Ross Ahlfeld writes this week's blog and reflects on how he has been inspired by his son to focus on the true meaning of Christmas.
Every Christmas, I dig out this old newspaper front page from Christmas Eve, 2003. The headline proclaims ‘Last mad dash to the shops’ while the photograph presents a dizzying scene of consumers in a blur, frantically trying to purchase last minute gifts.
It really could be a hellish vision of almost everything wrong with the dehumanising materialism of Christmas, with all its vacuous misery of spending money we don’t have, on stuff we don’t need.
Fortunately, at the centre of this chaotic backdrop stands a beautiful little two-year-old boy, transfixed by his balloon, completely oblivious to the bedlam taking place all around him. This powerful image has always helped me to reflect on how we might approach the celebration of Christmas.
Specifically, the child’s fascination with only his balloon causes me to contemplate Hebrews 12:2 – “Let us keep our eyes fixed on Jesus, on whom our faith depends from beginning to end.” The picture also encourages us to meditate on the biblical commendation to “become like little children, otherwise, we will never enter the kingdom of heaven”.
Of course, we are all very different. Some take great pleasure in buying gifts for loved ones amid all the hustle and bustle of Christmas. Others feel totally overwhelmed by the cacophony of sounds, the vast crowds and bright lights - they are left feeling utterly detached from it all, just as the toddler pictured remains disconnected from all the frenetic movement going on about him. Indeed, many of us feel that our senses are being flooded at this time of year and we end up quite distressed by the entire retail experience.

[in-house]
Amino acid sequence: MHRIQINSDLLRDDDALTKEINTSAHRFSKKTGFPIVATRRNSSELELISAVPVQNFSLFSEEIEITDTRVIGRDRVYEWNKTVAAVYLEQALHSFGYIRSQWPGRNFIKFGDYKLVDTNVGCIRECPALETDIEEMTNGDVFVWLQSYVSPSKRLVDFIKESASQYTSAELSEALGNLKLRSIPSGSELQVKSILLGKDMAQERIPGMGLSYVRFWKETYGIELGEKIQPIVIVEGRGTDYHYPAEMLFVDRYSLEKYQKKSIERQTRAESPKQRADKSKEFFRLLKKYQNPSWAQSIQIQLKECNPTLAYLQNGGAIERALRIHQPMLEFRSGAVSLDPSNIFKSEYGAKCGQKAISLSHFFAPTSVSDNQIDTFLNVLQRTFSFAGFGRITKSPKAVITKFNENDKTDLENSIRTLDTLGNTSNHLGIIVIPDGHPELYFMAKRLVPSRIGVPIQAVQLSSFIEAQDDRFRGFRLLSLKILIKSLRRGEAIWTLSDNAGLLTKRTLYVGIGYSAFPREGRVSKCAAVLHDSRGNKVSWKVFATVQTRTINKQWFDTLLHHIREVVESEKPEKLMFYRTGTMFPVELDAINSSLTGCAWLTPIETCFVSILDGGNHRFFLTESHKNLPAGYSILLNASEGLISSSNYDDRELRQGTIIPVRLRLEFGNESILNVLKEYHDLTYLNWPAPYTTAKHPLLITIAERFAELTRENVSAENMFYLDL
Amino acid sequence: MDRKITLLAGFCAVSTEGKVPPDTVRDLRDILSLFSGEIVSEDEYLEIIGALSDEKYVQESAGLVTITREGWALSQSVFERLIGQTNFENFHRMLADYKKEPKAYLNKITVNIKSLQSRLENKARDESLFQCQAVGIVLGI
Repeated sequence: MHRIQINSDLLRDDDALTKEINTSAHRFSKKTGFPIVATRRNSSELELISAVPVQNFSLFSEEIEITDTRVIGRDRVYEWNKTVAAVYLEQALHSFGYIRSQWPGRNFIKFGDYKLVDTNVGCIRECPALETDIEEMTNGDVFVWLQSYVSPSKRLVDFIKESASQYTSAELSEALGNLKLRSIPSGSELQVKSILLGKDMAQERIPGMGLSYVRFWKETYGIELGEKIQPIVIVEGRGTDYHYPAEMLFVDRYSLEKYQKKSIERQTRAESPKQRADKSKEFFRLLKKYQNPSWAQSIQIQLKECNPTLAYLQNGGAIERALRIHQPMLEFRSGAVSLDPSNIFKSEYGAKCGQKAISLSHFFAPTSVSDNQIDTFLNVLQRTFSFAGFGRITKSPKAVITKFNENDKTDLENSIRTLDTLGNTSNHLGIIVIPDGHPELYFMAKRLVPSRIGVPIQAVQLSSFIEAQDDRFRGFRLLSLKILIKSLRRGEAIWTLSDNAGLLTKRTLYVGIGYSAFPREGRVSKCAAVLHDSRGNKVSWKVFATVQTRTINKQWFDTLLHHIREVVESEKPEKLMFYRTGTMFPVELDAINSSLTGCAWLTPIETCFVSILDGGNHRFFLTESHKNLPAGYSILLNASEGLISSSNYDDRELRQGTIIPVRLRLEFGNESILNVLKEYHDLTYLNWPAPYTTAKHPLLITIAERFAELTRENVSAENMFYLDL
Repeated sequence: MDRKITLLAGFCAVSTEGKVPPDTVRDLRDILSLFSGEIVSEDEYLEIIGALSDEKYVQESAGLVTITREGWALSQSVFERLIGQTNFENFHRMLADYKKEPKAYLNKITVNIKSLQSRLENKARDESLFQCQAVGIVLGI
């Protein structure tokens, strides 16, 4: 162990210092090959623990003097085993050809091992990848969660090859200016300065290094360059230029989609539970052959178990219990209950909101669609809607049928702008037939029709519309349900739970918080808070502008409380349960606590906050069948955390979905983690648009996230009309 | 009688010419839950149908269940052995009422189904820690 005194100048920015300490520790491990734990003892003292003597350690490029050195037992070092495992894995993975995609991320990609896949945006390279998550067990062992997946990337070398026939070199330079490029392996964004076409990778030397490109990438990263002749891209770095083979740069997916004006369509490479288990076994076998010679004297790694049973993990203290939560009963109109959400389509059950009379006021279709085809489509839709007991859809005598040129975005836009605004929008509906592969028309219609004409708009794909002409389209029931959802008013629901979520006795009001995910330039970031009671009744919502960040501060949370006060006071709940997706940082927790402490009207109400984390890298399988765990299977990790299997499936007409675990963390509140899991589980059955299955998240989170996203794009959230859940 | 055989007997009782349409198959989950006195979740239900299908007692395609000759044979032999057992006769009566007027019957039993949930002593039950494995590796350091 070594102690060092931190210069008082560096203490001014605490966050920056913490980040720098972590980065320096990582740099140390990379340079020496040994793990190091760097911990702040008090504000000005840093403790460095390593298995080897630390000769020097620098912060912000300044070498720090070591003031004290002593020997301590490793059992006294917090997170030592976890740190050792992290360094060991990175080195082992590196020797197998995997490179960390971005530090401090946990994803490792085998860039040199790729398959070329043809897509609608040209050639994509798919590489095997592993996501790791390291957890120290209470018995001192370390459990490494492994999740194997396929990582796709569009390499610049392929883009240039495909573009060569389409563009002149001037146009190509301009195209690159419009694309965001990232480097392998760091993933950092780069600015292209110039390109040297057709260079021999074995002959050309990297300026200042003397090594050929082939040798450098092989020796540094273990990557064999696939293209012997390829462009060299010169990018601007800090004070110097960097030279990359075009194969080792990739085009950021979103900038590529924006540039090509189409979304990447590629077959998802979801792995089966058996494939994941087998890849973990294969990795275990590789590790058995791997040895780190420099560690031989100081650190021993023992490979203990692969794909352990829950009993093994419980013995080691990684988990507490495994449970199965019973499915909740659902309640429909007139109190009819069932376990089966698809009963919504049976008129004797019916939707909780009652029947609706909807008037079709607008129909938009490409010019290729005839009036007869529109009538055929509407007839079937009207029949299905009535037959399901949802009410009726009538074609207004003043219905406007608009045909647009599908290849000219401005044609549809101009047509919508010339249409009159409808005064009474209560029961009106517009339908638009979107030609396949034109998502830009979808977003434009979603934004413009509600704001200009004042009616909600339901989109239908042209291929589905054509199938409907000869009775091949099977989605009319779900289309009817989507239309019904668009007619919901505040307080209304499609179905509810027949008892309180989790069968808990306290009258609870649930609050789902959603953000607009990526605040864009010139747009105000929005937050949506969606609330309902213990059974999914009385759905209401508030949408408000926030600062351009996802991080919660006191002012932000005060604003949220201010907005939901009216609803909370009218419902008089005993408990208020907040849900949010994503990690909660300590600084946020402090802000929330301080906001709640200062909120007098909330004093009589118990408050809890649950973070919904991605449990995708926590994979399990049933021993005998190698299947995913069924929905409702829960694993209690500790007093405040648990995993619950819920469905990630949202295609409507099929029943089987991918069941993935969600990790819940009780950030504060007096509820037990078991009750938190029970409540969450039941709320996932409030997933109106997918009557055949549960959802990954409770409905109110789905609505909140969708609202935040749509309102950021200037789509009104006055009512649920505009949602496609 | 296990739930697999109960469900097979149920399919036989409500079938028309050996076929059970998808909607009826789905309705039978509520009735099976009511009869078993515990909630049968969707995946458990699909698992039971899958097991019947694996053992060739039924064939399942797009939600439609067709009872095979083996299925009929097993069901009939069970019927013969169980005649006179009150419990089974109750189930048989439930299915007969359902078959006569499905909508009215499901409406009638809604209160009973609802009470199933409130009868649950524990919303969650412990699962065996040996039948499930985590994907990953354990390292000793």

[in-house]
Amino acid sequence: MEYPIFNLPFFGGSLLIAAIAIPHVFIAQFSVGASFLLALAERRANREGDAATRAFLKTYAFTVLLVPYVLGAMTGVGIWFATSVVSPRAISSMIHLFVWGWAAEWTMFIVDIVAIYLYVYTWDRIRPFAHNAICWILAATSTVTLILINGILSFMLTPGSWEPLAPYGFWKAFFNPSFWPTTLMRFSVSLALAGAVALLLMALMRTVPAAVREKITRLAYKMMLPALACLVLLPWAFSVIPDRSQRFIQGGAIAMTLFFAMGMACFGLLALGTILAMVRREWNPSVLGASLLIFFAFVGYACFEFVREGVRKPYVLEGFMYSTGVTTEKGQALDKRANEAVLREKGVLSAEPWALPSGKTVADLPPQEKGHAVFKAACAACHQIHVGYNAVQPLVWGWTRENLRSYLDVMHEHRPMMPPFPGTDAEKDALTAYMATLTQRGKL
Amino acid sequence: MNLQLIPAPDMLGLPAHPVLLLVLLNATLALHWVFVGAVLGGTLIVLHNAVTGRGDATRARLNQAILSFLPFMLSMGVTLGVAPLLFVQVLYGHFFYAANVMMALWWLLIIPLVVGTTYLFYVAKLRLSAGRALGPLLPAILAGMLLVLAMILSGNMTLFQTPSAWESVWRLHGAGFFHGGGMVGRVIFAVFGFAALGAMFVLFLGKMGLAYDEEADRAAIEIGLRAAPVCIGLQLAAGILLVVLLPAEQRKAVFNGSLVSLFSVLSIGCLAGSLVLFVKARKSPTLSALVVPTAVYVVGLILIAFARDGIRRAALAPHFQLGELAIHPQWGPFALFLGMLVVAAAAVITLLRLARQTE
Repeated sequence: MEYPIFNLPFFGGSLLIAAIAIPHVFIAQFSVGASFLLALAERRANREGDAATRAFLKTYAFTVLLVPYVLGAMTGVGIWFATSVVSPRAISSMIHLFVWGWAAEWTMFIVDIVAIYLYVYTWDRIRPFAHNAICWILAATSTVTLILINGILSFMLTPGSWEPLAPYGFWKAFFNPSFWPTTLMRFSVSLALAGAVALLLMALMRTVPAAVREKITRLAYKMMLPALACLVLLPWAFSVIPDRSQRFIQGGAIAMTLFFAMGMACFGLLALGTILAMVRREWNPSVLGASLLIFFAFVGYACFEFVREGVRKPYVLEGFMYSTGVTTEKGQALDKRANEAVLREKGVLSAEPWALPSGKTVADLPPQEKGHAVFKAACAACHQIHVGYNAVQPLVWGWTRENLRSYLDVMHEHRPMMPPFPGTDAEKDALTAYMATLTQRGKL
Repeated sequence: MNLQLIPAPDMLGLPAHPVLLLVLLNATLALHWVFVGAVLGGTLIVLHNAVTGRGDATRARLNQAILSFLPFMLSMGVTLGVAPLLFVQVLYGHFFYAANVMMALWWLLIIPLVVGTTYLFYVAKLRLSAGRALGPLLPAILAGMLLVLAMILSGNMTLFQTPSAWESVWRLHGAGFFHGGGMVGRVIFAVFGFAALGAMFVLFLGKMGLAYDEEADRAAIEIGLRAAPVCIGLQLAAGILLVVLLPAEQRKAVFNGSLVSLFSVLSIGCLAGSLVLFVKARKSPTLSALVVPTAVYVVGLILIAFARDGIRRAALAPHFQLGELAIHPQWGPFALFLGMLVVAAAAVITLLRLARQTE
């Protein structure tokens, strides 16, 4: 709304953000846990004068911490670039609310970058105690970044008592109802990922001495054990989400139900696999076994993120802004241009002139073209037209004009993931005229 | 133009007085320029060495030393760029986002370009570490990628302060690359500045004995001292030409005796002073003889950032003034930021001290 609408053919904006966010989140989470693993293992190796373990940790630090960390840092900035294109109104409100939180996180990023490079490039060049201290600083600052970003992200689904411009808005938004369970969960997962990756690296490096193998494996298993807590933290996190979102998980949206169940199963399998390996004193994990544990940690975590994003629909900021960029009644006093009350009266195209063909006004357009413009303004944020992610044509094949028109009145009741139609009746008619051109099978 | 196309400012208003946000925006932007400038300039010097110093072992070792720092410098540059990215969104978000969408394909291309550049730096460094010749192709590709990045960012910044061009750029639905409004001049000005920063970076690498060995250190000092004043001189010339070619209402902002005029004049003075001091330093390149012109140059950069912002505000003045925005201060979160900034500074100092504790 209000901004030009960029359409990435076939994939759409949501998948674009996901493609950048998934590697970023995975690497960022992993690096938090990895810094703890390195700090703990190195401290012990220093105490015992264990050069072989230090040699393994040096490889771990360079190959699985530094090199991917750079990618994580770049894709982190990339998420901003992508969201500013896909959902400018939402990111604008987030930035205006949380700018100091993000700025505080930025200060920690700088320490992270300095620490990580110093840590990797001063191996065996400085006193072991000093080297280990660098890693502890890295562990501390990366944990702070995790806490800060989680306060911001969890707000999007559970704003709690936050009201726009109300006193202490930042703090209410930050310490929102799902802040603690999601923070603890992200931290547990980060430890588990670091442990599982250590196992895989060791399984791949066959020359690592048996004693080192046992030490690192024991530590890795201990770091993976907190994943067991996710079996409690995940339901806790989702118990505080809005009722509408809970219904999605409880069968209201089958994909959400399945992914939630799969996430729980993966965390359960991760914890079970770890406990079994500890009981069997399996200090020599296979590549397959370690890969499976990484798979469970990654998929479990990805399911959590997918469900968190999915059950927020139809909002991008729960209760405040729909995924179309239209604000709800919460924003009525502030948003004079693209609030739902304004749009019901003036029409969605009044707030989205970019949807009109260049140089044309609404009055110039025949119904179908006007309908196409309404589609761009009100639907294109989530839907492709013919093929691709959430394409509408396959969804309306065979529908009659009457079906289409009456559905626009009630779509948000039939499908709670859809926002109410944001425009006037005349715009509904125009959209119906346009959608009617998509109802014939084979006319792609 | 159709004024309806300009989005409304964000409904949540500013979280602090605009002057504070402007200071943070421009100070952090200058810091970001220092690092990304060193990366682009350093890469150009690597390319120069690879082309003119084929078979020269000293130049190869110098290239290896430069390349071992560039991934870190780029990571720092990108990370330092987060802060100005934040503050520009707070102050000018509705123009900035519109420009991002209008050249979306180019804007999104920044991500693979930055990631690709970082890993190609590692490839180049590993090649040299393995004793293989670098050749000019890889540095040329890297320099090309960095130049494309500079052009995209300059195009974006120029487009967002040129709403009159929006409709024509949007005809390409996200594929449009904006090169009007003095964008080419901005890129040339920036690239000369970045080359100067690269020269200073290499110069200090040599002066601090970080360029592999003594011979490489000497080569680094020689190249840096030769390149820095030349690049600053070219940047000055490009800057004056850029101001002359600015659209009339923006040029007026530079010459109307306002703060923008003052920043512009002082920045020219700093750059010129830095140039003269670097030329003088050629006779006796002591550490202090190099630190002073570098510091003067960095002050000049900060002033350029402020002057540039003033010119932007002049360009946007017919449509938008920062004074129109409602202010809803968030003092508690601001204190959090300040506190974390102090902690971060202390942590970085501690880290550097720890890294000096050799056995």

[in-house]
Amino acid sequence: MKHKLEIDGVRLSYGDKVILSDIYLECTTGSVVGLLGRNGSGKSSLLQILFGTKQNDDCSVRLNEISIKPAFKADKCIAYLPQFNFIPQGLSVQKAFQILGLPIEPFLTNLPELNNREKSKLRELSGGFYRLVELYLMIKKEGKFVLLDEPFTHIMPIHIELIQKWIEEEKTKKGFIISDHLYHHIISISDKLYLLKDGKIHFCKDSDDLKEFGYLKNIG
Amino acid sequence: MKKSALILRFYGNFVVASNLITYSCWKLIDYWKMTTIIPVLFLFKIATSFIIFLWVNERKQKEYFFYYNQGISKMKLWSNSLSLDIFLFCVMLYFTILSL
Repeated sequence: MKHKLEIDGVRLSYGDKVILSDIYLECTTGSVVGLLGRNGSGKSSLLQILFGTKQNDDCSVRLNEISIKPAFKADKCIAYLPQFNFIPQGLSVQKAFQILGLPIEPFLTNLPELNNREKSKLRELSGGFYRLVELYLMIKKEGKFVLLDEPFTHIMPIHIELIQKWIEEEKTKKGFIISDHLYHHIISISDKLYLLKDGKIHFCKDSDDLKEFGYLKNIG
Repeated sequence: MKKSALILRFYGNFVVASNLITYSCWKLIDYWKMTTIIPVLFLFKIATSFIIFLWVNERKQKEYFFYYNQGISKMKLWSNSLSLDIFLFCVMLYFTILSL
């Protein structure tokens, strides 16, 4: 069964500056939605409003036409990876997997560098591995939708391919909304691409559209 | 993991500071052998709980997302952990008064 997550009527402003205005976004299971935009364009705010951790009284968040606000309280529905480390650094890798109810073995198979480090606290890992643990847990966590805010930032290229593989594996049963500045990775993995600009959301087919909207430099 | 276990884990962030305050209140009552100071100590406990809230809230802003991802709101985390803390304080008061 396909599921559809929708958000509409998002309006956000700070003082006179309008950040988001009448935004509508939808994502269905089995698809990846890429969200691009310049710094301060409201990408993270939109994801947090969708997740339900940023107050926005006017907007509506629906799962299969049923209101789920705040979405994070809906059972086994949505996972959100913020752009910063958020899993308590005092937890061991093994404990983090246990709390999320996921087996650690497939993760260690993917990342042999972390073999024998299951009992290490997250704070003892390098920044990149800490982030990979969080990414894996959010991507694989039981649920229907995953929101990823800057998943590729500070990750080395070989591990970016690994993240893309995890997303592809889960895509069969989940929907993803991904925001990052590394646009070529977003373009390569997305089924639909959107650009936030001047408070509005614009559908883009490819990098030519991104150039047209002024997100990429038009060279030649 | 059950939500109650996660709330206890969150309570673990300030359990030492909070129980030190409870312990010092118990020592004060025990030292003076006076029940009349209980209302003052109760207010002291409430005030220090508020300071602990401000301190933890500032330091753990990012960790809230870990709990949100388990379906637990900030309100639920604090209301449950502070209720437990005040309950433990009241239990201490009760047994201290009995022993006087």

Yet this same anxiety and sensory overload is the world which some (but not all) Autistic children and adults encounter every single day, not just at Christmas time.
Undoubtedly, we have a great deal to learn from our friends and family members on the autism spectrum, especially within the Church. Not for nothing is it said that the Church is one of the primary places where neurodiversity should be appreciated since “Christians with Aspergers often offer Church the gift of truth-telling”.
Perhaps the alternative to all the noise of secular Christmas is still to be found in the holy silence and stillness of the Church’s preparations for Christmas during Advent.
I should say that the little boy is my oldest son, soon to be 18 years old. He’s not just my son but also my friend, I’ve learned a great deal about life from this little boy with the balloon. Like all fathers and sons, we need each other. We are pilgrims on the road together, navigating our way through this often overwhelming and sometimes cruel world. At times we stumble and worry about of what lies further along the road - but it is always hope that drives us forward.
The peace activist Jim Forest describes living in hope as our Christian duty and responsibility. He quotes Martin Luther: “Even if I knew that tomorrow the world would go to pieces, I would still plant my apple tree.”
In truth, Christmas is a time of both silence and hope; the silence of waiting and the hope in God coming to dwell among us, illuminating the world with his love and the promise of life.